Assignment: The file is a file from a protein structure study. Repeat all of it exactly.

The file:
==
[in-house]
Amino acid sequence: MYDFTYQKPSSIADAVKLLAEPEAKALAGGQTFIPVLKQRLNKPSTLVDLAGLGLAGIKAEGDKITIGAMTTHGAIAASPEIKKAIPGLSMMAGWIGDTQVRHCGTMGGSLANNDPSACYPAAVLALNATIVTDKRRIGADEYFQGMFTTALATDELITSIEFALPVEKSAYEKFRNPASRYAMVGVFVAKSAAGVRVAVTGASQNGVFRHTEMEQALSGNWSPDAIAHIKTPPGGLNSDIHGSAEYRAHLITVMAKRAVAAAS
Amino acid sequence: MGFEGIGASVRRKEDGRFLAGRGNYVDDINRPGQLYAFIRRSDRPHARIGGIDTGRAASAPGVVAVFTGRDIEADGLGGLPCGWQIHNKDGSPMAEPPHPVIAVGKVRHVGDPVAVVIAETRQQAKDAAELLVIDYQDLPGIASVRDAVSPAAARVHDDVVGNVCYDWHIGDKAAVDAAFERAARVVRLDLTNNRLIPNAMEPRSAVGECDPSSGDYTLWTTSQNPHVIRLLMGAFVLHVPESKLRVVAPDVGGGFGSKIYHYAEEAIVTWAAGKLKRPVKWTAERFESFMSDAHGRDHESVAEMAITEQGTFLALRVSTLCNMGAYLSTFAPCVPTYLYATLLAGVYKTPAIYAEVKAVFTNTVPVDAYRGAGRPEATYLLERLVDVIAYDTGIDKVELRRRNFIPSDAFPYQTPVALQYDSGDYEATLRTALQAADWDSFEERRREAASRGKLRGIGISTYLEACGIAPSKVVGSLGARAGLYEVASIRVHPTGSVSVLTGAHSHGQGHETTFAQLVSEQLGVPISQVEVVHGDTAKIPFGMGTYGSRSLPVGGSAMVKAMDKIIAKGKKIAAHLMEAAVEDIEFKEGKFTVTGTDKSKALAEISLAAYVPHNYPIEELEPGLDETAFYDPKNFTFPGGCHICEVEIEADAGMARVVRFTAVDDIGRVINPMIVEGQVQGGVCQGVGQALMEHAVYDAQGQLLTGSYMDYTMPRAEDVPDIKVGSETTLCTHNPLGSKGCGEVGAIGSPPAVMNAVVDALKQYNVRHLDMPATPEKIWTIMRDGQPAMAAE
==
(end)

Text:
[in-house]
Amino acid sequence: MYDFTYQKPSSIADAVKLLAEPEAKALAGGQTFIPVLKQRLNKPSTLVDLAGLGLAGIKAEGDKITIGAMTTHGAIAASPEIKKAIPGLSMMAGWIGDTQVRHCGTMGGSLANNDPSACYPAAVLALNATIVTDKRRIGADEYFQGMFTTALATDELITSIEFALPVEKSAYEKFRNPASRYAMVGVFVAKSAAGVRVAVTGASQNGVFRHTEMEQALSGNWSPDAIAHIKTPPGGLNSDIHGSAEYRAHLITVMAKRAVAAAS
Amino acid sequence: MGFEGIGASVRRKEDGRFLAGRGNYVDDINRPGQLYAFIRRSDRPHARIGGIDTGRAASAPGVVAVFTGRDIEADGLGGLPCGWQIHNKDGSPMAEPPHPVIAVGKVRHVGDPVAVVIAETRQQAKDAAELLVIDYQDLPGIASVRDAVSPAAARVHDDVVGNVCYDWHIGDKAAVDAAFERAARVVRLDLTNNRLIPNAMEPRSAVGECDPSSGDYTLWTTSQNPHVIRLLMGAFVLHVPESKLRVVAPDVGGGFGSKIYHYAEEAIVTWAAGKLKRPVKWTAERFESFMSDAHGRDHESVAEMAITEQGTFLALRVSTLCNMGAYLSTFAPCVPTYLYATLLAGVYKTPAIYAEVKAVFTNTVPVDAYRGAGRPEATYLLERLVDVIAYDTGIDKVELRRRNFIPSDAFPYQTPVALQYDSGDYEATLRTALQAADWDSFEERRREAASRGKLRGIGISTYLEACGIAPSKVVGSLGARAGLYEVASIRVHPTGSVSVLTGAHSHGQGHETTFAQLVSEQLGVPISQVEVVHGDTAKIPFGMGTYGSRSLPVGGSAMVKAMDKIIAKGKKIAAHLMEAAVEDIEFKEGKFTVTGTDKSKALAEISLAAYVPHNYPIEELEPGLDETAFYDPKNFTFPGGCHICEVEIEADAGMARVVRFTAVDDIGRVINPMIVEGQVQGGVCQGVGQALMEHAVYDAQGQLLTGSYMDYTMPRAEDVPDIKVGSETTLCTHNPLGSKGCGEVGAIGSPPAVMNAVVDALKQYNVRHLDMPATPEKIWTIMRDGQPAMAAE